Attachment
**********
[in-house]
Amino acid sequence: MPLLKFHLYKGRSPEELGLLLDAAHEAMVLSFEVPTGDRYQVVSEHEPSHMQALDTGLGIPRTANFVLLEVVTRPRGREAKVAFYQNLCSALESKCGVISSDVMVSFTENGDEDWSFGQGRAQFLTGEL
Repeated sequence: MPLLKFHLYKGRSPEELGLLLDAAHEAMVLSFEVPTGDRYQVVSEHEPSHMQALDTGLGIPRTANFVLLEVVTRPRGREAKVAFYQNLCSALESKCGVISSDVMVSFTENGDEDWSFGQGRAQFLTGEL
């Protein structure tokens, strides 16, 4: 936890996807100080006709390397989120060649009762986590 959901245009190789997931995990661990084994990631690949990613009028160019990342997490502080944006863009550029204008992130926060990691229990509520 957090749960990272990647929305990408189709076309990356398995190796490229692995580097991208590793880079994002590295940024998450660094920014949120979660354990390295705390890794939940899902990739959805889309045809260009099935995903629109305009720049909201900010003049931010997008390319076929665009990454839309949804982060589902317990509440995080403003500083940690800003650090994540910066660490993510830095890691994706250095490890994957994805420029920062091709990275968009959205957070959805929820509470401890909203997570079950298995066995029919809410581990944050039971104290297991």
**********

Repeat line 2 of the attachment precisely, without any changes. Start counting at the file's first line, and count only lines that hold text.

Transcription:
Amino acid sequence: MPLLKFHLYKGRSPEELGLLLDAAHEAMVLSFEVPTGDRYQVVSEHEPSHMQALDTGLGIPRTANFVLLEVVTRPRGREAKVAFYQNLCSALESKCGVISSDVMVSFTENGDEDWSFGQGRAQFLTGEL